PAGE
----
If anything, the recent Edward Snowden saga only goes to show that regardless of tools, technology, policies and procedures, your security measures can only be as good as the people you employ to follow or enforce them.
So what message does that translate into for enterprises already worrying about security in the cloud? Observations:
Private clouds are not necessarily more secure then public clouds (i.e Amazon). Private clouds are only as secure as the people and processes supporting them.
A common approach to improving security is to virtualize security controls, but that in turn adds another layer of abstraction to a key component of the overall cloud environment. More abstraction means less visibility. Thus the underlying trust relationship with the provider is key.
Now that cloud providers have become responsible for much of the security apparatus, the cloud customers should take it upon themselves to check the qualifications of the cloud providers’ security personnel – their architects, coders, operators and policy makers. The practice of “trust but verify” should apply both to the vendor’s people as well as their processes and technologies.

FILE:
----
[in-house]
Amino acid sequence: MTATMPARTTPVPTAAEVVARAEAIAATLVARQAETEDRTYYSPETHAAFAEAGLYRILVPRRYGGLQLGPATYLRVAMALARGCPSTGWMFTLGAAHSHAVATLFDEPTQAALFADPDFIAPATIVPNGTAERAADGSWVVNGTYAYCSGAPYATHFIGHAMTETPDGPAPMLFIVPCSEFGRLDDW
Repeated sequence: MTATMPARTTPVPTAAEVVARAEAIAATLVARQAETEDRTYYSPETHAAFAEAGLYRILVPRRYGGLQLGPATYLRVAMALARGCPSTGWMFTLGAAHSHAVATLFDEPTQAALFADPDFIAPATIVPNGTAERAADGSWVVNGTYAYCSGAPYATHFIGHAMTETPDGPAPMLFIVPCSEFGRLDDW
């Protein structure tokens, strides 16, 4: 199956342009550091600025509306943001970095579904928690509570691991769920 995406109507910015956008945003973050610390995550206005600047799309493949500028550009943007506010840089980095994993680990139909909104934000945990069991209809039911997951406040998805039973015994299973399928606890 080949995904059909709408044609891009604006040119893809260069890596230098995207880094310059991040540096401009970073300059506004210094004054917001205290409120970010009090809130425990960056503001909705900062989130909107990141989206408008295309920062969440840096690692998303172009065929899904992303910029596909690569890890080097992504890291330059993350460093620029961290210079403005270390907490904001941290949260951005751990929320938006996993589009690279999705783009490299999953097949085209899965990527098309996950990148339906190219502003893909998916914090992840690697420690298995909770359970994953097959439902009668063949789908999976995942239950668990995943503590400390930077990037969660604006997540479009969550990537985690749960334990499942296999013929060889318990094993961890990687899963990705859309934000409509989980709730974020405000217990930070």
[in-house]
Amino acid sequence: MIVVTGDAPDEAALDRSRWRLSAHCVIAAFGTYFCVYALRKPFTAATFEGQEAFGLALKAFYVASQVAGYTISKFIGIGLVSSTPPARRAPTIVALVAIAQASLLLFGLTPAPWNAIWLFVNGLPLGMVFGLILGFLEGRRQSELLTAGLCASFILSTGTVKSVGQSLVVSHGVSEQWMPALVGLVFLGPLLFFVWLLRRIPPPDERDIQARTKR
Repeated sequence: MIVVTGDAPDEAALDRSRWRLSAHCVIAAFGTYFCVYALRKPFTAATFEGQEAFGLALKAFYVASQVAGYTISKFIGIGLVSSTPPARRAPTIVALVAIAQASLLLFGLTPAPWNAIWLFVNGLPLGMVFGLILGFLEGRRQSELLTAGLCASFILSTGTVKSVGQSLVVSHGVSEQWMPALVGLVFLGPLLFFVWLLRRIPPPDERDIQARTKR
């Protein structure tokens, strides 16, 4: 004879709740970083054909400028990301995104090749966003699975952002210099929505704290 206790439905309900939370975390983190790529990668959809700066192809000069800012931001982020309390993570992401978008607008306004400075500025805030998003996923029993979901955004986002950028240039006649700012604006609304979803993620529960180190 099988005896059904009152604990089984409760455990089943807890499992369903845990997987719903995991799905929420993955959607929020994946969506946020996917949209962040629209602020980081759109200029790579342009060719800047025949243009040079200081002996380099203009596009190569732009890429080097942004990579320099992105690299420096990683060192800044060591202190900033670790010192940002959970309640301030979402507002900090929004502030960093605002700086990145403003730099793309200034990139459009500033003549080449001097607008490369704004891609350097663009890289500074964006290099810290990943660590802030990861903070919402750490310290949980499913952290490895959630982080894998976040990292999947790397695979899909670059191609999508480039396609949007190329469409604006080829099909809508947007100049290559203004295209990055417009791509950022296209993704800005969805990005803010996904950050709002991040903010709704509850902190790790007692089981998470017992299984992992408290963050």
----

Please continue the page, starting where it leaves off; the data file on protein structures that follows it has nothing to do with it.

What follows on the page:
A key subset of the vendor’s personnel that demand scrutiny for security reasons are those with administrative access to the customer’s assets. Cloud has introduced this new tier of privileged users whose oversight and even hiring should be monitored as if they were in-house personnel.
Another common approach to enhancing security is to ask the cloud provider to contribute more to security monitoring processes and making SIEM (Security Information and Event Management) data more available. But that still means the customer should inquire about the provider’s handling of the logging and execution of their monitoring processes.
At the very front end of the provisioning process, risk prevention means careful screening of workloads before deciding whether they are appropriate for migration to the cloud (mission-critical or sensitive data workloads demand more isolation.) But isolation can never substitute for people’s compliance. So it still boils down to the people.
Finally, self-provisioning means governance and training are critical before the end users are empowered and set loose to decide for themselves or to gain access to the cloud.
While technology is a very important component, managing the people component is just as, if not more, vital to security.